Can you imagine the fear a pint-sized patient must feel during a hospital stay?
Millie McKibben, age four, certainly does. Millie faced a medical crisis, procedures and being away from her home during her recent stay at ProMedica Toledo Children’s Hospital. Her mother, Jennifer McKibben, was recovering from strep throat when Millie came down with a fever.
“Her physician thought it was ‘her turn’ for strep. Her lymph nodes were huge so she was placed on antibiotics,” states Jennifer. “Millie’s condition did not improve so they decided to admit her to the hospital.”
Not a Patient, But a Caped Mini-Hero
Millie and her mom took a little detour to the store before heading to the hospital. “Millie loves mermaids and I told her we would get one. Somehow she ended up choosing a Barbie super power cape,” recalls Jennifer. “It was shiny and sparkly. Millie wore it into the hospital and told me it was her way of being brave.”
Thankfully, “Super Millie” and her family didn’t have to face the experience alone. The Child Life Program team at Toledo Children’s Hospital was armed with compassion, resources and education to help her combat her fear.
“Miss Millie was a joy and I am so happy I had the opportunity to work with her,” states Stephanie Sproles, an intern with the Child Life Program. “Her Barbie dress and cape shined and sparkled as much as her personality.”
As defined by the Child Life Council, “Child Life specialists are trained professionals with expertise in helping children and their families overcome life’s most challenging events.” They also play a vital role in educating caregivers, administrators, and the general public about the needs of children under stress.
Sproles says the team of Child Life specialists utilize their strong background in child development and family systems to promote effective coping through play, preparation, education, and self-expression activities. They provide emotional support for families, and encourage optimum development of children facing a broad range of challenging experiences, particularly those related to healthcare and hospitalization. Because they understand that a child’s well-being depends on the support of the family, Child Life specialists also provide information, support and guidance to parents, siblings, and other family members.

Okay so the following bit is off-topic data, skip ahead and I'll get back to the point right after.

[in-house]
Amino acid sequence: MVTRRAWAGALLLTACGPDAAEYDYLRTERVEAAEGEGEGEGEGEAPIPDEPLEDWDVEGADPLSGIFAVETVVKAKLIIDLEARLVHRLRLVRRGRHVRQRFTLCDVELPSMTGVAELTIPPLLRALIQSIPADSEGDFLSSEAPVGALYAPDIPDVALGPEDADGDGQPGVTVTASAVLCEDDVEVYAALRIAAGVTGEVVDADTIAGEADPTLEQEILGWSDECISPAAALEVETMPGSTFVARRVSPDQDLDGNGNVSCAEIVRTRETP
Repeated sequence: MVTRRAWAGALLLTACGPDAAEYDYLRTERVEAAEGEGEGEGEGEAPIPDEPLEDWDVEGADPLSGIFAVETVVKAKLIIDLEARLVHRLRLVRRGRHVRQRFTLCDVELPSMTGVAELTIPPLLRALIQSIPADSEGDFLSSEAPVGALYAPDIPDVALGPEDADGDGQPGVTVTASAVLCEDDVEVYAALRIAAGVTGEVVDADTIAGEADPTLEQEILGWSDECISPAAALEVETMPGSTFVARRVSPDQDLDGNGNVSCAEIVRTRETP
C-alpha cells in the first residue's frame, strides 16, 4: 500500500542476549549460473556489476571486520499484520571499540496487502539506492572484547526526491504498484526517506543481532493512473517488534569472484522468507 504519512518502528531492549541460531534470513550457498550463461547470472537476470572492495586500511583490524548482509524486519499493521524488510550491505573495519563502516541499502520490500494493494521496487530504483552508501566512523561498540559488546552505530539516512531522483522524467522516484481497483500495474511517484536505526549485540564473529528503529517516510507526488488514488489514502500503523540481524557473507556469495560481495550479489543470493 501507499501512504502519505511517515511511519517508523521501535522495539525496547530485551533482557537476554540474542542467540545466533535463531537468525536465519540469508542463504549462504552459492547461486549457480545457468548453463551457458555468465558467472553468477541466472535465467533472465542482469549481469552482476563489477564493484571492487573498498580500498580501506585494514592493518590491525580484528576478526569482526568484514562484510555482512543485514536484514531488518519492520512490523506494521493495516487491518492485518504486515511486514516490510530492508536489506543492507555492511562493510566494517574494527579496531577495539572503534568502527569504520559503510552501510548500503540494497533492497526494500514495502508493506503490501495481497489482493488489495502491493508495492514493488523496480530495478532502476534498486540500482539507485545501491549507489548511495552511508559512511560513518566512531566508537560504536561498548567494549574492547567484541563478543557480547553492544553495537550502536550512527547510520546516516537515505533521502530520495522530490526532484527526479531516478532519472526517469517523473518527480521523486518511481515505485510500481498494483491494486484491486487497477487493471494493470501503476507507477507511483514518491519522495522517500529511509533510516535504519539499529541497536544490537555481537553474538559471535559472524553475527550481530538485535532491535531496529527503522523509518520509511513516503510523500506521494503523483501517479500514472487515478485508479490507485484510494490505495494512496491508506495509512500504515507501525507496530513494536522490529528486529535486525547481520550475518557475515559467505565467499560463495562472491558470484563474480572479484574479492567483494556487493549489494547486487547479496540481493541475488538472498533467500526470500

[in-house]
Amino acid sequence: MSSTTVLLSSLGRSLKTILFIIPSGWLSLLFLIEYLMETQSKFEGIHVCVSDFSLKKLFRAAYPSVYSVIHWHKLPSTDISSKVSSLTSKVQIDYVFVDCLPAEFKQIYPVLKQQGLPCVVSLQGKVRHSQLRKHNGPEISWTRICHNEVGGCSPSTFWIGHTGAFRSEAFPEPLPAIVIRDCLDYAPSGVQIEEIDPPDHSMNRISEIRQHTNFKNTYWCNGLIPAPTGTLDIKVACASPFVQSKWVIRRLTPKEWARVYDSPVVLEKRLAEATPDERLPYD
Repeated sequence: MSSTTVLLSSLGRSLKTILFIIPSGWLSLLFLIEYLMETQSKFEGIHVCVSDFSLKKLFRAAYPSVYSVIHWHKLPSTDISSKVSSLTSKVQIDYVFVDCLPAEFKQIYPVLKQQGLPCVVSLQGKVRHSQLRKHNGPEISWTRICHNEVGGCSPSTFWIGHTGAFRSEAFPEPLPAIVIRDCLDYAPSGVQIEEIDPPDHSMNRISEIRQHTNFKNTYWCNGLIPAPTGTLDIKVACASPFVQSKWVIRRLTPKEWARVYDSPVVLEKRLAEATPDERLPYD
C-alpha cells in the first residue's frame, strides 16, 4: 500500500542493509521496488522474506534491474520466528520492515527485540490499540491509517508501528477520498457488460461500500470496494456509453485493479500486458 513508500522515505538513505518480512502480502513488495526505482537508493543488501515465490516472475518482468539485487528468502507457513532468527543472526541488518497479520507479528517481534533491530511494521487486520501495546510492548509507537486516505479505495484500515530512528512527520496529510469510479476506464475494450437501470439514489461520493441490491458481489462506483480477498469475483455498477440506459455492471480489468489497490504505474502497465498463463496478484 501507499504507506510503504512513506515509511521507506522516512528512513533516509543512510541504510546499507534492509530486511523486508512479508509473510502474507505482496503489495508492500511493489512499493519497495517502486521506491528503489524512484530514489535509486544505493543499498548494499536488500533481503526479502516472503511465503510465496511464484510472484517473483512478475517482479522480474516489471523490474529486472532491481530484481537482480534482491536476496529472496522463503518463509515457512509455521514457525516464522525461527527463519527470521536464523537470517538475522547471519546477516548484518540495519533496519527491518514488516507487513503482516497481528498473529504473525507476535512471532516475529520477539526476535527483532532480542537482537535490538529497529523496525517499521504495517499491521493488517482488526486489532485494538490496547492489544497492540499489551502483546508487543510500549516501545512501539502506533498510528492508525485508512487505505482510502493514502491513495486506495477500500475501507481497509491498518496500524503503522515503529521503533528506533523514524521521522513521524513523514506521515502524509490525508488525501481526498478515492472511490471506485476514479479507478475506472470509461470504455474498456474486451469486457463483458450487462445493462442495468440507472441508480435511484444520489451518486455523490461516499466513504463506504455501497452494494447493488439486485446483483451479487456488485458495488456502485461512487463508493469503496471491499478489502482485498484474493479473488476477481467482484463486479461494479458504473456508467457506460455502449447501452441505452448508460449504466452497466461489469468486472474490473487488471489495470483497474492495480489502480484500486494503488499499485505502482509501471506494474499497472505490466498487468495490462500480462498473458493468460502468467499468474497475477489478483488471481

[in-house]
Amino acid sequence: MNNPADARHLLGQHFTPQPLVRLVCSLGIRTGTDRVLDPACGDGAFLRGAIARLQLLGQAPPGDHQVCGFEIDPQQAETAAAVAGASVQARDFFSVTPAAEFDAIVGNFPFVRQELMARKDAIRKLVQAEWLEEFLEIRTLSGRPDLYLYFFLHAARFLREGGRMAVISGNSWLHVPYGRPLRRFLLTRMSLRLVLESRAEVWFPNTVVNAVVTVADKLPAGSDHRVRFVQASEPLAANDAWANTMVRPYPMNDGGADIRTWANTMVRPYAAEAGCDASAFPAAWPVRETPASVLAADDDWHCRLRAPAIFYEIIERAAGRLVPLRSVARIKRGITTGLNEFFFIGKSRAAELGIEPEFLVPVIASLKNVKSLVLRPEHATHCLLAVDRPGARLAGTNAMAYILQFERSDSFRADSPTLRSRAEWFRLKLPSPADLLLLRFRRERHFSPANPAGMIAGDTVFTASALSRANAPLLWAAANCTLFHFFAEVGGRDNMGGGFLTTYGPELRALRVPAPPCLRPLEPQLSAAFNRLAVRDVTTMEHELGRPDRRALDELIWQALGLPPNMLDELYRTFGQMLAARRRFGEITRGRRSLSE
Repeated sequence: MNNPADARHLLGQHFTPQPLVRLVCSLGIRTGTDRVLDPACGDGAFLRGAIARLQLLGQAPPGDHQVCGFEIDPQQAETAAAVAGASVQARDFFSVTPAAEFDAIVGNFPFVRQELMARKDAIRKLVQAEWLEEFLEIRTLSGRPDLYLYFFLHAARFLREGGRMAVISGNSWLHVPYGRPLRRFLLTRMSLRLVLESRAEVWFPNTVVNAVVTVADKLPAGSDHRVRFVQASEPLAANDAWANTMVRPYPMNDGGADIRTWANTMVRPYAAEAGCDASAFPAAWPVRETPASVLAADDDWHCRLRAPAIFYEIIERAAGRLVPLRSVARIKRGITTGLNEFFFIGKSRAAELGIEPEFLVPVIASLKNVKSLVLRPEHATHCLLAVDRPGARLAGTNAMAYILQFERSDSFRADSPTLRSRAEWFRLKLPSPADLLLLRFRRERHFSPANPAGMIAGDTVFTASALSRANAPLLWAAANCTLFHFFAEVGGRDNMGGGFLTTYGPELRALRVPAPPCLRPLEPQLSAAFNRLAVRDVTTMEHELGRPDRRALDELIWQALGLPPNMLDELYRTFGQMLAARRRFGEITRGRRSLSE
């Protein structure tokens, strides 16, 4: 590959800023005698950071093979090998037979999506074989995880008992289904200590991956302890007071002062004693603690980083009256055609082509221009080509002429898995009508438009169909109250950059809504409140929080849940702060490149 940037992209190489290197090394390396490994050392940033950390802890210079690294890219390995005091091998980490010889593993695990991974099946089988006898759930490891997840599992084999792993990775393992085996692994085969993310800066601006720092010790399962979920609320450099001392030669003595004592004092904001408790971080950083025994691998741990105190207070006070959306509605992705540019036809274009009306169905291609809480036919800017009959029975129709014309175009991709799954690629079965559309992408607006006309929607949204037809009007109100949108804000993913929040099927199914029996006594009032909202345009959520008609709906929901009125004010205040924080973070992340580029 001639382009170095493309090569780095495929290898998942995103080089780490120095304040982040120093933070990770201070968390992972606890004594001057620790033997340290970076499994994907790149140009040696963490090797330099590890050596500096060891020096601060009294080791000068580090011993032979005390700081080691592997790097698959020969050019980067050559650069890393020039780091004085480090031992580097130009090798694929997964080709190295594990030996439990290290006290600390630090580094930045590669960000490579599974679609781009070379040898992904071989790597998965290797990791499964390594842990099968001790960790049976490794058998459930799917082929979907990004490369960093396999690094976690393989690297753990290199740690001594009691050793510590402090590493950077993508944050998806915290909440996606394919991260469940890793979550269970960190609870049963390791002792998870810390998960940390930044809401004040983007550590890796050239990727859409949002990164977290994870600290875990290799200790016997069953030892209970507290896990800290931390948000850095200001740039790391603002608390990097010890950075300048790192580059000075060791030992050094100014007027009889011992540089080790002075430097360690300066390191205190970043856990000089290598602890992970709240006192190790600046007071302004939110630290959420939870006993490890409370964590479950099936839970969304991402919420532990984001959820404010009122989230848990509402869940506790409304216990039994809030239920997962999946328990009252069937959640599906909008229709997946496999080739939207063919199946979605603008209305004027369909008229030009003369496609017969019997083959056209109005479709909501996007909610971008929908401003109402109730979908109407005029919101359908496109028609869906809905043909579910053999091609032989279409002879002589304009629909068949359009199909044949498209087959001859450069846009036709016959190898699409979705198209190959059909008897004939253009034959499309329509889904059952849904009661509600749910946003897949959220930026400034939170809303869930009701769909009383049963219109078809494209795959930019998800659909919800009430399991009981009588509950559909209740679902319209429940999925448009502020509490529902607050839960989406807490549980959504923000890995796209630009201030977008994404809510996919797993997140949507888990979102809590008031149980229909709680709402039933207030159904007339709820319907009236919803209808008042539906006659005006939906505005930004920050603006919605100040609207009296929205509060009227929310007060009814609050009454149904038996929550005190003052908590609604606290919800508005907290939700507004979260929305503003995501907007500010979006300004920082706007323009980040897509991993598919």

Building a Relationship with Peds Patients
After Millie was admitted to the hospital, her lymph nodes continued to swell. “The lumps were as big as my adult fist,” states Jennifer. “We were asked questions regarding our family history and I thought it could be cancer. It was so scary.”
Jennifer says Child Life took the time to build a relationship with Millie. “When it was time to put the IV in, they brought in a book and a doll and distracted her during that process,” says Jennifer. “They also told her it was important to remain still. When they took the IV out, they came back in to be with her.”
Sproles believes that building a rapport with patients and their families plays an important role in establishing trust and open communication. “Before the placement of the I.V., we went into ‘Miss Millie’s’ room to introduce Child Life services to promote positive coping and initiate rapport,” states Stephanie. “Millie giggled as we blew bubbles and popped them together. Even though I could tell she was fearful of the unfamiliar environment, through play we established a relationship.”
You can’t keep a mini, caped superhero down. Although Millie didn’t feel well, she still desired to play. “We took many walks down the hall to the playroom,” says Jennifer. “We painted, played air hockey and colored. It was a nice release for her and for me. It kept my mind off of worrying and hers off her pain. Child Life brought her a gift of an American Girl doll. The doll, which she still plays with today, was great because she practiced on the doll what they were doing to her. She put band aids on the doll and gave her a pretend IV.”
The Child Life team often engages children in “medical play” as a way to educate patients and their families about procedures and to reduce stress,” states Sproles. “Play is the way children explore and learn about their environment. It also allows for expression of emotion, normalization and socialization.”
“Super Girl” Recovers
It took two weeks and three rounds of antibiotics for Millie’s condition to improve.
“She is back to bouncing around and having fun with her twin brother Maks and younger brother Hudson,” states Jennifer. “It breaks my heart knowing there are children in the hospital with serious conditions. I am so grateful for the care we received and the knowledge that the Child Life team is there for kids during such stressful times. With their help, Millie felt totally safe and comfortable in the hospital environment.”
And it looks like Millie’s experience will stay with her for the long run. “When we walked out of the hospital, Millie yelled, ‘I’m going to miss you’ down the hall to Stephanie,” says Jennifer. “To this day, she will randomly tell people “I went to the hospital and got a shot in my leg’. It is not shared as a negative experience but as a memorable and empowering one.”
Click here to learn more about the Child Life program at Toledo Children’s Hospital.